The Weekly Newspaper serving the citizens of Morenci, Mich., Fayette, Ohio, and surrounding areas.

  • Front.cheers
    MACEE BEERS joins other Fayette Elementary School students for the annual Mini-Cheer performance during the half-time break at the basketball game.
  • Family.3.wide
    CHILDREN at Stair District Library’s Family Story Time toss scarves into the air during an activity. The evening program provided a mix of stories, songs, dancing, crafts and snacks Monday evening. The program is offered at 5:30 p.m. every Monday for five more weeks. The program is designed for three to five year olds and their family.
  • Front.newpaper.2
    THE INTERVIEW—Evelyn Joughin (right) records the interaction with an iPad while Jack Varga, next to her, asks questions of Morenci Elementary School principal Gail Frey. Morenci senior Sam Cool (standing) listens. Cool serves as the editor for the newspaper written by members of Mrs. Barrett’s second grade class.
  • Front.code.2
    WRITING CODE—Brock Christle (left), a Morenci fifth grade student, takes a look at the progress being made by fourth grader Anthony Lewis. Libby Rorick, a sixth grade student, is next in a line of girls trying out the coding tutorials. This year marked Morenci’s second year of participation in the Hour of Code project.
  • Front.skelton.vigil
    MORENCI’S three Skelton brothers were remembered with both tears and laughter last week during a candlelight vigil at Wakefield Park. Several people came out of the crowd to give their recollection of the boys who have now been missing for five years.
  • Front.gym.new
    REMIE RYAN (left) tries to dodge the foam wand held by Hayden Bays during physical education class at Morenci Elementary School. In the background, Lauryn Dominique and Brooklyn Williams stay clear of the tag. Second grade students were working on cardiovascular health on the first day back from vacation. For the record, Safety Tag is a very difficult sport to photograph.
  • Front.lift
    MORENCI student Dalton McCowan puts everything into a dead lift attempt Saturday morning during the Wyseguy Push/Pull event. Lifters helped raise more than $1,600 for the family of the late Devin Wyse, a former Morenci power-lifter who graduated last year. Commemorative T-shirts are still available by contacting teacher Dan Hoffman.

Porter Lumber Co. building demolished 6.5.09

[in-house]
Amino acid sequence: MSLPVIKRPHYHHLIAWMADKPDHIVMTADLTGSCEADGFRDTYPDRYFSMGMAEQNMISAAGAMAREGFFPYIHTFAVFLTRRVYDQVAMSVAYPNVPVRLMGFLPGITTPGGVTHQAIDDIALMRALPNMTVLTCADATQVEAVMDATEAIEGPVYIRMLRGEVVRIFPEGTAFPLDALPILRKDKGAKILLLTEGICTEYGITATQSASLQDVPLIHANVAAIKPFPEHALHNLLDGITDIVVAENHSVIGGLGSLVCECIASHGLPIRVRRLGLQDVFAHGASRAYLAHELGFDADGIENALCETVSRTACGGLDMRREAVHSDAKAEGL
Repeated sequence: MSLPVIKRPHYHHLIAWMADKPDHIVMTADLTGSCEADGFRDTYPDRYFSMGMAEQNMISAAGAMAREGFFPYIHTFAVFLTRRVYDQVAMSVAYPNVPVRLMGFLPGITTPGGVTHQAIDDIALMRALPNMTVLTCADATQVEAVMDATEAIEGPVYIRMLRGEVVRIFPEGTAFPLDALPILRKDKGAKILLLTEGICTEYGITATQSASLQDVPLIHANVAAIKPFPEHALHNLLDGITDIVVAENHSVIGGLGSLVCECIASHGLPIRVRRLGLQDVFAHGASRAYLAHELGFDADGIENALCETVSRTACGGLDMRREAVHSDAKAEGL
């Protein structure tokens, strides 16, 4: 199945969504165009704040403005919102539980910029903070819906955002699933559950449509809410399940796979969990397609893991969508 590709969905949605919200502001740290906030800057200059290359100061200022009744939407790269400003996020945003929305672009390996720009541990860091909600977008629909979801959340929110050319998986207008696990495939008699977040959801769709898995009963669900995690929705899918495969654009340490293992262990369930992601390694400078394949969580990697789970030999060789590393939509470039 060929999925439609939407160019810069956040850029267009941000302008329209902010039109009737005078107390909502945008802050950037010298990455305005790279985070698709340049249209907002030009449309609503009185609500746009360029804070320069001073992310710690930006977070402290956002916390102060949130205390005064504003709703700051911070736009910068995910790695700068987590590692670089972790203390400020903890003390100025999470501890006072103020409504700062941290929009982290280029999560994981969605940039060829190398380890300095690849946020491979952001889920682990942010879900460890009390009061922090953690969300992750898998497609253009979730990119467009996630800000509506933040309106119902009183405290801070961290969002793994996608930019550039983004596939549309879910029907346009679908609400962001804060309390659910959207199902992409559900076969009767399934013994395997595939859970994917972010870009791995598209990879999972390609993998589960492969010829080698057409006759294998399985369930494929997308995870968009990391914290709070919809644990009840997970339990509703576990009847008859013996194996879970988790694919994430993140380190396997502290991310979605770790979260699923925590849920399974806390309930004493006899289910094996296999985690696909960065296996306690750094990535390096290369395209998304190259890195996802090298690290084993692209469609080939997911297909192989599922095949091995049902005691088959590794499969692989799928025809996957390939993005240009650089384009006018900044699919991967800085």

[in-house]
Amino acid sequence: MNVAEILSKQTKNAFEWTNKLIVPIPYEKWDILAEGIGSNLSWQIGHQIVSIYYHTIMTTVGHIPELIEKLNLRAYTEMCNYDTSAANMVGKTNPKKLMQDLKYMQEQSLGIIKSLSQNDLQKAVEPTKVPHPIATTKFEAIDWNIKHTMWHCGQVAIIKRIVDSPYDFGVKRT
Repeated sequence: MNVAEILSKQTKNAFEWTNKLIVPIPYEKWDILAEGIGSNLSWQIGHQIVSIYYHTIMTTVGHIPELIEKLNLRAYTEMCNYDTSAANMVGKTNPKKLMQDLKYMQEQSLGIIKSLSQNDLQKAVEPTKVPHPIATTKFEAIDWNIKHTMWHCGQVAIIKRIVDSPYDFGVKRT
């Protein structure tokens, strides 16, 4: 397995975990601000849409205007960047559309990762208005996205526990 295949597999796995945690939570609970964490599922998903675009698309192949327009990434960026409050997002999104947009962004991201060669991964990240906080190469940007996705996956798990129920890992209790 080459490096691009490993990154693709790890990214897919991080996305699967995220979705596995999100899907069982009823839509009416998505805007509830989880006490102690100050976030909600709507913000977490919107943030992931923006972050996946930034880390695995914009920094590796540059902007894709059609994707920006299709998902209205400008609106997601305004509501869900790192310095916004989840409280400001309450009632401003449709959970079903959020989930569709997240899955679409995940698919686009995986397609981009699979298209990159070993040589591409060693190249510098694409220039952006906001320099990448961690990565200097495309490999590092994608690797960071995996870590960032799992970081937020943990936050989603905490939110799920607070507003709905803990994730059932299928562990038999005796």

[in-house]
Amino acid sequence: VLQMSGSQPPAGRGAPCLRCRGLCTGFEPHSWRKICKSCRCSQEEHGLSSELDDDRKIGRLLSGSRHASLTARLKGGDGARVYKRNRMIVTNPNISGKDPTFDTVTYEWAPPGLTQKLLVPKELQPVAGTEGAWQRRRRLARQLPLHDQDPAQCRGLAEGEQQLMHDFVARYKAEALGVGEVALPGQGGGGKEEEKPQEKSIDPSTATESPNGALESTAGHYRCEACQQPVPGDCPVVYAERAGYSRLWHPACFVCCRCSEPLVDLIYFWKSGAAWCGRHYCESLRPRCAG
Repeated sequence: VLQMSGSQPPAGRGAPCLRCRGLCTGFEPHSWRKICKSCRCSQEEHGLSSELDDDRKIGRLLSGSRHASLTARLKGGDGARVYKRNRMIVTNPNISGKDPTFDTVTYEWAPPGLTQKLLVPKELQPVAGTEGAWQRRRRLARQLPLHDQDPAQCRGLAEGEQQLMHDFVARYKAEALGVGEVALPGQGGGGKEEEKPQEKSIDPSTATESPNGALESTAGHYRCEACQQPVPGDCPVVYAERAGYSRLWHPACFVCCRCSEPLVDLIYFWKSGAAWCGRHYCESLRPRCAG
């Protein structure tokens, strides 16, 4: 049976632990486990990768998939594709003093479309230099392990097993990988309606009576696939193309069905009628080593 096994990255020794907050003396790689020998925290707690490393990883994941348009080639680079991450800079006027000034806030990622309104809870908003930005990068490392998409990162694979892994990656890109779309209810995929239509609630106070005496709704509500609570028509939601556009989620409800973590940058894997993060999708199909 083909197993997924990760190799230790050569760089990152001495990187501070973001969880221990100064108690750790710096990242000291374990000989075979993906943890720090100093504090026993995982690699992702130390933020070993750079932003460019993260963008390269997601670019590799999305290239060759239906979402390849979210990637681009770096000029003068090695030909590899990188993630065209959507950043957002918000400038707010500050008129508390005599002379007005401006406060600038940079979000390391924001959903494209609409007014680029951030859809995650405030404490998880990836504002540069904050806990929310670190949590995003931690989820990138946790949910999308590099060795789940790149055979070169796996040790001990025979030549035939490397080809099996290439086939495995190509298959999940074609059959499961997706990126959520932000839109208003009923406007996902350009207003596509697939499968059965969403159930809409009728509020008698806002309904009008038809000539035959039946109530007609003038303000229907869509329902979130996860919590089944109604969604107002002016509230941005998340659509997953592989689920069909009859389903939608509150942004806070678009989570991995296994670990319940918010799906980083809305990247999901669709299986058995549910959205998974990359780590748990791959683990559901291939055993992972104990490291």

Written by David Green.

The slow dismantling of the former Porter Lumber Company buildings in Morenci sped up Saturday afternoon when the showroom and offices were demolished due to safety concerns.

A crew of Amish workers had been taking apart buildings on the site for several months, said Keith Pennington of the Morenci Church of the Nazarene. The church owns the property.

Last week the roof trusses were removed from the main building, leaving the old concrete block walls standing.

The owner of neighboring property contacted city officials when he was concerned the walls might fall before they were to be demolished.

If the front wall were to collapse, he said, material could fall onto the sidewalk and utility poles could be damaged. The poles support primary electric lines into the downtown area.

City building inspector Kevin Arquette made the decision to collapse the walls and Mel’s Construction of Waldron was hired to do the work.

 As a precaution, Consumer’s Energy shut the power off through the line while the front wall was knocked over.

Pennington apologized on behalf of the church for any inconvenience the shutoff might have caused, but he was pleased that a relatively short interruption was possible rather than a much longer outage had there been an accident.

Arquette was also happy with how smoothly the operation went. Consumers and Michigan Gas Utilities were both involved, in addition to the fire department, which assisted with traffic control.

“For the first time running through something like that, everything went really well,” 
Arquette said. “It was a well-coordinated effort.”

Pennington will check with the Amish crew to see what else they might want from the site for recycling before the debris will be removed. He said the property will be cleaned off and the grades made safe.

The church bought the property with plans to construct a new worship facility and community center.

Currently, there are no plans to build on the site, Pennington said, and the church will consider selling the land to an interested buyer.

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